My Wobbly Bicycle, 143

Posted by on Oct 8, 2017 | 12 comments



I’ve been having adventures. This whole last year with Jerry and his back and his hip have been the main adventure, of course. Actually, yes, it is has been that. I sometimes think, when something happens that feels almost unbelievably hard, “Well, I’m getting to add this to my repertoire.” Not exactly repertoire, but Life Lived. Okay, now this. I’ve had a thought that when every blank is filled in, I’ll be done. But there are so many blanks, so much that hasn’t happened to me yet and can’t, because I am only me. I have an inherited filter that says “me,” and only what fits can pass through. Still, it’s interesting.


download-1Case in point: I backed into a parked car in the dark in Harbor Springs and did considerable damage to both my Prius and the other car. (Not quite as bad as this photo).I had to drive a rented giant Chevy Tahoe to Grand Rapids to the airport, biggest damn car I’ve ever driven. Scary. And then I accidentally double-booked a couple of events in D.C.—well, almost. A blessed friend ferried me quickly from one to the other. Point being, I’m staggering. “The world is so full of a number of things, I’m sure we should all be as happy as kings,” wrote Robert Louis Stevenson.


images-1Jerry’s getting better every day. He has almost no pain. He’s using his stretchy-bands to build muscle, which, heaven knows, he needs. Sometimes when things ease up, whatever it is, I look back and think, “What was all the fuss about? We were either going to live through this or we weren’t.” But that doesn’t matter at the time. The fuss is its own kind of richness. It absorbs the moment. Its intensity has a kind of beauty. You wouldn’t catch me saying that at the time, but even then, at some level, I see it.


While I’ve been traveling—to northern and lower Delaware, to northern Michigan, to D.C., so far, and Baltimore on Tuesday—I think, “I’m too old for this.” My brain works slower, I can tell that, and when I have to make instant decisions, or hear fast-talking flight attendants or Uber drivers, I feel a little woozy (okay, my hearing is bad). Most people my age know what I mean, unless they’ve been living like this all along so it feels normal. Jerry’s and my life together is slow and quiet. I have chosen to do this travel, for my new book, but it’s a lot harder than it would have been 10 years and no cancer ago.


download-2Here’s the thing. Writing is what I do. If someone tied my hands behind my back, I’d write with my teeth. I didn’t cause this to happen. It just is. So if I write, I need to do the work of getting my poems and essays into readers’ hands. If I were wildly famous, I could sit in my mountain hut and write and readers would climb the rocky precipice to receive my honeyed words. However, that is unlikely. So as long as I can, I’ll need to be out there in the world, to some extent. I don’t see this as vanity. I see it as my part in a grand communal act of reading and writing. Sometimes I’m on the reading side, sometimes on the writing side.


Adventures are live, but they’re also written. The deeper I read, the more I appreciate the lives I won’t have time to live for myself.




  1. Your bicycle doesn’t seem so wobbly any more.

    • Oh well, Sally, it’s always wobbly, isn’t it? Even if the wobble isn’t the first thing we notice.

  2. “10 years and no cancer ago” sounds like an epigraph for my next poem. You sound so yourself again.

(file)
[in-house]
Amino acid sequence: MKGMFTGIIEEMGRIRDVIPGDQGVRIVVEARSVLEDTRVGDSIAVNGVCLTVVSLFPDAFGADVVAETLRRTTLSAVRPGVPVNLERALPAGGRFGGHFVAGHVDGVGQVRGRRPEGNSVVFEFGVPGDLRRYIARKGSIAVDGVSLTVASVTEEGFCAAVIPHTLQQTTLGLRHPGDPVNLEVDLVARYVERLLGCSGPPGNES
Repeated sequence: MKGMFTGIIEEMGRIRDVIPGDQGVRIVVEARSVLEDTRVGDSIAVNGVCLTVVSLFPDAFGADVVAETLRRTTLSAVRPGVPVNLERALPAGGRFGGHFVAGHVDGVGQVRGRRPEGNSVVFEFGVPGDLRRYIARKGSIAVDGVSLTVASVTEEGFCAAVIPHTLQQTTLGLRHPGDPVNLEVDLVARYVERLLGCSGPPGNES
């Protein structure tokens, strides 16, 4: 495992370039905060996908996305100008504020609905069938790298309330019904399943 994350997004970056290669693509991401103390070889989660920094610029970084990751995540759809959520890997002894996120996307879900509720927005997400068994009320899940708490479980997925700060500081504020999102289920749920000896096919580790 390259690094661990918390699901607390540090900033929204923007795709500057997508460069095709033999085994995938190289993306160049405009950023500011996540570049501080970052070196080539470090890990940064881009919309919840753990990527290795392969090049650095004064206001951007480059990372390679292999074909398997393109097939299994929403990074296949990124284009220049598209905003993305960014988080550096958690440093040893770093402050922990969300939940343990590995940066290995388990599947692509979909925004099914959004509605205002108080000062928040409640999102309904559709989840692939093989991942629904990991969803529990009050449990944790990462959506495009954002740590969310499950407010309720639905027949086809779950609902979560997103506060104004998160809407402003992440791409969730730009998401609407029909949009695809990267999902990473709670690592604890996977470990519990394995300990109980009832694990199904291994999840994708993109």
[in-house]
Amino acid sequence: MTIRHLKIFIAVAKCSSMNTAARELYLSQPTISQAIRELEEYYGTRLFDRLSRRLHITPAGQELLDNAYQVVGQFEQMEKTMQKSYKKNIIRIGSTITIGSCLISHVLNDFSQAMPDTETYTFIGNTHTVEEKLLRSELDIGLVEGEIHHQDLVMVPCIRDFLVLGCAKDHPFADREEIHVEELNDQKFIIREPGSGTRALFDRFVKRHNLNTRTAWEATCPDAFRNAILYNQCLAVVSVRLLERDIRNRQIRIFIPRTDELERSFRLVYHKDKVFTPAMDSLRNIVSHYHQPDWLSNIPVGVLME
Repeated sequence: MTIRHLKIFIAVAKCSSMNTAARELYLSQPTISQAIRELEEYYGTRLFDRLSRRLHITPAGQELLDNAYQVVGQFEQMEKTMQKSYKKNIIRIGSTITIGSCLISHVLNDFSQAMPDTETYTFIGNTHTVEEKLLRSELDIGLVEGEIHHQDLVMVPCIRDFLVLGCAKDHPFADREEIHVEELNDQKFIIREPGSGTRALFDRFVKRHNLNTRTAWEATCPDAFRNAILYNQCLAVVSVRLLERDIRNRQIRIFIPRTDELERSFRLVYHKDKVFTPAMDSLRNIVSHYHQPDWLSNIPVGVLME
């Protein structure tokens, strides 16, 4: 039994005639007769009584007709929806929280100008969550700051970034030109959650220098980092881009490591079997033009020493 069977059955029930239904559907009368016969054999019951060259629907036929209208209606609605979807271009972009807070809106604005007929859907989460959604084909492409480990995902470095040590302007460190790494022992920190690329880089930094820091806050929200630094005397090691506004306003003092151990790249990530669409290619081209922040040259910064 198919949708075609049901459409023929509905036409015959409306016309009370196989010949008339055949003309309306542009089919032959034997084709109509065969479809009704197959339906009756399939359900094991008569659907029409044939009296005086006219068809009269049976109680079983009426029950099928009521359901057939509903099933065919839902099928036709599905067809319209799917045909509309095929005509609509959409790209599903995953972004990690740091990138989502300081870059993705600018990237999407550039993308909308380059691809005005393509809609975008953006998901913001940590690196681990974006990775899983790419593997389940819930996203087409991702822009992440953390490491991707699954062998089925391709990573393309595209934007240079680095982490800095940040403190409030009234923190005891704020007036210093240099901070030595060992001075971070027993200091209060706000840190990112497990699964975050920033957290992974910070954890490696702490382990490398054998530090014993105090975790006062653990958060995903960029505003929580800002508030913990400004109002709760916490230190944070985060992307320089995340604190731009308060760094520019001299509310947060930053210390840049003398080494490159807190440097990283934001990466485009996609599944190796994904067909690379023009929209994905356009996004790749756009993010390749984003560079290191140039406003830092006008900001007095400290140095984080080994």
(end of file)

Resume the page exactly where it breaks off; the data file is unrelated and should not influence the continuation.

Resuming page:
• Yeah, I have to say, I like the sound of that, too. :)

  3. Dear Fleda
    A heartfelt thank you for this post. I know a little of the suffering you and Jerry have endured so your words help to soften my grief. We lost our dear Xena yesterday. Bill and I have been crying at the hint of a memory or seeing her old toys and bed. We are grief zombies. Aargh. It’s shocking, the level of grief for a beloved pet. So now when it comes I’ll say, “Well I’m getting to add this to my repertoire.” I’ll remember to be grateful for the love and the pain.

    • I am grieving with you for Xena. And hope to see you when I finish this round of trips. Love to you and Bill.

  4. Very good words and phrases.
    Thank you.

    • You are always in my head when I write. (and the rest of the time). See you soon. I’ll be so glad to be home.

  5. Your bio so precisely matches my own as to defy chance. Our geographical touchdowns are uncanny connections–Michigan, Delaware, Nebraska. Even the damaged brother in “God, God,” if bio datum, matches my own family. Etc., etc. Almost spooky.

    • That’s interesting, and yes, spooky. Makes me think of string theory. Thanks for the note!

      • Thanks, Bonnie. I replied to you by email. So glad to hear from you and know that the column mattered to you.

  6. Fleda, Thank you once again for your R-E column, Struggle with Cancer… I burst into tears at the end of the poem, as my cousin’s husband, otherwise healthy and active well into his 80s, is at end-stage cancer after a few years of elite NYC doctoring. She writes that they “are at peace,” and I try to learn from them.
    My sister makes great fun of my suggestion years ago to take a workshop on death and dying (when our wonderfully old, 90s, mom was, well, getting really old). It’s now running gag, both of us unchanged. I read Being Mortal, she closes her eyes and smiles.
    I thank you for sharing what you do. I am so happy you are here and Jerry (whom I met at a reading) are doing well. I learn from you, keeps me afloat.
    I too am writing but am pretty terrible at it. No, not true. I am pretty, just not perfect enough to send my homage to evidence-based medicine and uppity breast cancer activists into the public light. Sigh. I will take courage where I can find it.
    Once again, thank you for what you do and thank you for being.

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